ART PROGRAM

Cai Guo-Qiang

(b. 1957, Quanzhou)
Currently based in New York's Lower East Side, Cai Guo-Qiang was born in 1957 in Quanzhou City, Fujian Province, China. He was influenced in art early on by his father, Mr. Cai Ruiqin, who was a calligrapher and painter in the traditional styles of Chinese painting. Cai was also exposed to western art as his father worked in a bookstore, which offered the younger Cai an opportunity to study art created outside of China.

Curious to experiment with western art forms such as oil painting, Cai studied stage design at the Shanghai Theater Academy and his work has since crossed multiple art mediums including drawing, installation, and video art. This experience in theater art prepared Cai for the elements of spectacle and performance seen in his later large scale gunpowder works.

Cai began exploring the possibilities of incorporating gunpowder in his paintings while he was living in Japan from 1986 to 1995. As the gunpowder exploded, it would leave traces of burnt marks on the painting, creating seemingly random and uncontrolled patterns. As part of the generation that witnessed the Cultural Revolution in China, Cai saw in gunpowder the perfect medium to create art that was a contrast to the controlled environment and academicism found in Chinese art at the time.

Since arriving in New York in 1995 on an artist exchange program, Cai has developed his artistic career full force with special emphasis on his gunpowder art and installations. He had held many major solo exhibitions including Cai Guo-Qiang on the Roof: Transparent Monument, at the Metropolitan Museum of Art in New York, 2006. His retrospective I Want to Believe opened at the Solomon R. Guggenheim Museum in New York in February 2008 traveled to the National Art Museum of China in Beijing in August 2008, and then to the Guggenheim Bilbao in March 2009. In 2011, Cai held a solo exhibition Cai Guo-Qiang: Saraab at the Mathaf Arab Museum of Modern Art in Doha, Qatar, his first ever in a Middle Eastern country. In 2012, he appeared in three solo exhibitions: Cai Guo-Qiang: Sky Ladder at the Museum of Contemporary Art, Los Angeles; Cai Guo-Qiang: Spring at the Zhejiang Art Museum in Hangzhou, China, and A Clan of Boats at the Faurschou Foundation, Copenhagen, Denmark.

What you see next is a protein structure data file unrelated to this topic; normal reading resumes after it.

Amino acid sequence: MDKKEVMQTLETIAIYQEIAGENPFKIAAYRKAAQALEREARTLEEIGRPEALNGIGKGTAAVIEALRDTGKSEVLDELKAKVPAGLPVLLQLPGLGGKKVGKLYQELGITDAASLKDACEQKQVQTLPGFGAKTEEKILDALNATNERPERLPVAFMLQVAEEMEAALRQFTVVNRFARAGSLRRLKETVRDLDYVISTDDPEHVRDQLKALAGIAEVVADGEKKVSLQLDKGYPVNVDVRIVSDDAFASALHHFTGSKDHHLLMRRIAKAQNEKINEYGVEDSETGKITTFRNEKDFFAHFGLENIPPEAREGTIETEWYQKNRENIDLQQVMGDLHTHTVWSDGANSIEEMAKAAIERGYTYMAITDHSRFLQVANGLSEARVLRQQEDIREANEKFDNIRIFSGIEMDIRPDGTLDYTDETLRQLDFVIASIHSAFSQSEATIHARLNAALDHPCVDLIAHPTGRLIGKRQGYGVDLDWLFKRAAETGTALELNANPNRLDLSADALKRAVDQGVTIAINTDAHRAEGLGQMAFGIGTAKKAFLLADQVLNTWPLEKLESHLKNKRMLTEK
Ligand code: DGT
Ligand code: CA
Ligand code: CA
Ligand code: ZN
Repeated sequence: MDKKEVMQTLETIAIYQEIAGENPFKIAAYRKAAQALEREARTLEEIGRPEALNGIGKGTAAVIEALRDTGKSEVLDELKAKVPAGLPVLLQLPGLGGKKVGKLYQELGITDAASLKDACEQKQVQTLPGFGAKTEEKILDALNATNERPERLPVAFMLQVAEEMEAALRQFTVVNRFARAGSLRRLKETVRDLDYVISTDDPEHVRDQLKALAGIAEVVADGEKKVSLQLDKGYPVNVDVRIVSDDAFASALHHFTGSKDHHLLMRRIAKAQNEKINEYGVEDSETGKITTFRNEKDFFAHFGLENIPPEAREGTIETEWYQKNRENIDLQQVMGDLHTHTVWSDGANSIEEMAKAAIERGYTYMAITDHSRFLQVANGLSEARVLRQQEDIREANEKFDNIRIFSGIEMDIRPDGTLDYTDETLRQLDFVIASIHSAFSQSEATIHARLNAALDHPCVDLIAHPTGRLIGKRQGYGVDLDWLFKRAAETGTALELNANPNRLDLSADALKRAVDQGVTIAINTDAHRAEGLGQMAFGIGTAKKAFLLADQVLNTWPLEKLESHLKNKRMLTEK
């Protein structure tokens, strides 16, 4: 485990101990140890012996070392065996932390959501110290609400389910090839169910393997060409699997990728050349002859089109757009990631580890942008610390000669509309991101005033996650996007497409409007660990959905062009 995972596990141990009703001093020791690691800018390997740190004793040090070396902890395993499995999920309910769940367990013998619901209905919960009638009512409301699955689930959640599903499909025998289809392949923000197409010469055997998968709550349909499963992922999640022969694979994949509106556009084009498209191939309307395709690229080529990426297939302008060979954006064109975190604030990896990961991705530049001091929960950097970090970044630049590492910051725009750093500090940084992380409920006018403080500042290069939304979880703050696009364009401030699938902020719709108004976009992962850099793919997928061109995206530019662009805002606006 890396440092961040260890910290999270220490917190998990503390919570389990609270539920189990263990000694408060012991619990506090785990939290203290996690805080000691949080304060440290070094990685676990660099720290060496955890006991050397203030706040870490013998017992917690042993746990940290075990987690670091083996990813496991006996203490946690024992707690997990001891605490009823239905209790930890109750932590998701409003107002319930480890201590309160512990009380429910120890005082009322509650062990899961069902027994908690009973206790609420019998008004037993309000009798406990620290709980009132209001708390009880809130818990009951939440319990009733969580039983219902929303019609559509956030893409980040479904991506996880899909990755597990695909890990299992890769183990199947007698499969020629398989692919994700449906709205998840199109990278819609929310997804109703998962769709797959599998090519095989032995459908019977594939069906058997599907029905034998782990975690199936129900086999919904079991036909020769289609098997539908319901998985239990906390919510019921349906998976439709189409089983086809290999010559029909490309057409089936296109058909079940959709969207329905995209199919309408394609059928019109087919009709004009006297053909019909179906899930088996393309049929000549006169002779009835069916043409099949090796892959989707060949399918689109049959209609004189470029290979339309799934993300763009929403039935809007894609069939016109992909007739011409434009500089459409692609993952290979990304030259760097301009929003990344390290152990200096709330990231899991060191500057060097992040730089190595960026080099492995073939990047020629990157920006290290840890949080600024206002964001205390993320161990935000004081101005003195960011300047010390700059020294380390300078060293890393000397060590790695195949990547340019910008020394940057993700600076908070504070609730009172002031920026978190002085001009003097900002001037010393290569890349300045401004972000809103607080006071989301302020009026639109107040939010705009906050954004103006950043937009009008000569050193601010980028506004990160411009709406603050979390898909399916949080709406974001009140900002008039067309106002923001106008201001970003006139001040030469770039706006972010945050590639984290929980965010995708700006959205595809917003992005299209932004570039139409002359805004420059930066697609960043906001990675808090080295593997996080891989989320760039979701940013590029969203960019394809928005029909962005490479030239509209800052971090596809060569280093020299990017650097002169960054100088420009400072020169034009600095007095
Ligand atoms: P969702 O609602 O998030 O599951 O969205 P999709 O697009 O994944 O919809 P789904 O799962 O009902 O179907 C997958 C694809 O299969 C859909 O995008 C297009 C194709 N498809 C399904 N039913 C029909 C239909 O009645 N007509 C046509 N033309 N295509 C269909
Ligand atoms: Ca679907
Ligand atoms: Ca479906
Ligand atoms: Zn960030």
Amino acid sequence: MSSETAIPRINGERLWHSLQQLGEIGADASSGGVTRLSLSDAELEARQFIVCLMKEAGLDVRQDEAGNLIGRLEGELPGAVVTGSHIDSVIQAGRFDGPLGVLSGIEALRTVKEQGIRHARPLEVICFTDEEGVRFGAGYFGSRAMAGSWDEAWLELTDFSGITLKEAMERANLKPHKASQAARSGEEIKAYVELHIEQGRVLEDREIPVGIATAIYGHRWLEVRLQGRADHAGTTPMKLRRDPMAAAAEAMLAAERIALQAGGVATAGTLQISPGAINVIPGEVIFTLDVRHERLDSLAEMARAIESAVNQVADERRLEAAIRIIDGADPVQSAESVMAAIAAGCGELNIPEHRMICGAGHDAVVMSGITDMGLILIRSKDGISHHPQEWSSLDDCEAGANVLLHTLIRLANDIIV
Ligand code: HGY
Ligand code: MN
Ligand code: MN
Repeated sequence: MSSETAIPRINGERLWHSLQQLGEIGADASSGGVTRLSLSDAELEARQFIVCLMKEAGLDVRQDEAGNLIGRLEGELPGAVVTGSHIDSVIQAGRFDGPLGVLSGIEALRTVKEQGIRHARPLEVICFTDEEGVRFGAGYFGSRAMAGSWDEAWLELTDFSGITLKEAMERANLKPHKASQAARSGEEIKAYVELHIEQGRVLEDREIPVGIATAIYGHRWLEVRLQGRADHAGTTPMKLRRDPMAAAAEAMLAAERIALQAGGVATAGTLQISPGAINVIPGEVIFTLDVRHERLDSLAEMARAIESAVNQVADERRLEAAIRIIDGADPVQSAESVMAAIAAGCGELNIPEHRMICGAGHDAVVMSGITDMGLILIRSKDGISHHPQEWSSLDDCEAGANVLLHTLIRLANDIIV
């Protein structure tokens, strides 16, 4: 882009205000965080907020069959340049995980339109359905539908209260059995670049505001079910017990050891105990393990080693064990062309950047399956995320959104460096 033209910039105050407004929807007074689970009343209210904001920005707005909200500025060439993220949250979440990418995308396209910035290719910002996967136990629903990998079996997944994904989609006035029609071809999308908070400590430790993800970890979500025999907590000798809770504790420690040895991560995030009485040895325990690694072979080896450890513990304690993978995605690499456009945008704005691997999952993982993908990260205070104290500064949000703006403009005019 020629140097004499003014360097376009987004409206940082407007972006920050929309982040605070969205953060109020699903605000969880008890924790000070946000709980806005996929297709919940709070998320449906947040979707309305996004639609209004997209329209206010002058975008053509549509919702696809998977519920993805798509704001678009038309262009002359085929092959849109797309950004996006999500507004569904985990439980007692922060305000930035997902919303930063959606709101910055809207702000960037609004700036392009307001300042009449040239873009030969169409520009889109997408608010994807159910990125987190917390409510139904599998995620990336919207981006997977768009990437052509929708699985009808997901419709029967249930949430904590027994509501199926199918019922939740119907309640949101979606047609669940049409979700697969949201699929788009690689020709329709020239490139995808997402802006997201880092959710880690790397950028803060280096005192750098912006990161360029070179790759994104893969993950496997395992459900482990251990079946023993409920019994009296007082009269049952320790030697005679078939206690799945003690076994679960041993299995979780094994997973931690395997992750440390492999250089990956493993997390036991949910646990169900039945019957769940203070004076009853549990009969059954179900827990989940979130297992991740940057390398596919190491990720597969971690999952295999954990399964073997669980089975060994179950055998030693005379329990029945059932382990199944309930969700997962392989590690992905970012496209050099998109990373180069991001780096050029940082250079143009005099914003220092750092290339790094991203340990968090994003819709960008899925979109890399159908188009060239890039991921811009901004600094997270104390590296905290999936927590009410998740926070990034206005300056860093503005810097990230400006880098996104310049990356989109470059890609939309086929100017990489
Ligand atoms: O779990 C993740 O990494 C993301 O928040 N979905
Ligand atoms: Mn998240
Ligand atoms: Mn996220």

TIGER WITH ARROWS

2005
GUNPOWDER ON PAPER, BACKED ON WOOD PANEL
THE MUSEUM OF CONTEMPORARY ART, LOS ANGELES
THE EAST WEST BANK COLLECTION, PURCHASED AND PROMISED GIFT OF EAST WEST BANK
90 3/4 X 272 13/16 IN

On display at:

PASADENA COMMERCIAL BANKING CENTER, CALIFORNIA

Cai Guo-Qiang is perhaps the most explosive artist working today. "Explosive" because Cai uses gunpowder to create artworks that emphasize spontaneity, convey the transformation of energy, and encourage dialogue between the audience and their surroundings.

Using gunpowder, Cai Guo-Qiang artworks are at once powerful and energetic as the explosions leave charred marks and traces behind that form the main visual elements of the works. Gunpowder has its deep roots in Chinese culture. The artist himself has stated that he draws upon eastern philosophy and contemporary social issues as a conceptual basis in his artworks. Tiger with Arrows is also an example of Cai's body of work that references traditional Chinese culture, as the tiger is a common subject in traditional Chinese art and a recurrent theme in Cai's work. Just as gunpowder can be destructive so can be the tiger. Yet here both subjects are stripped of their destructive power and are combined to create an art piece that emphasizes the visual impact rather than any historical background or subject matter.

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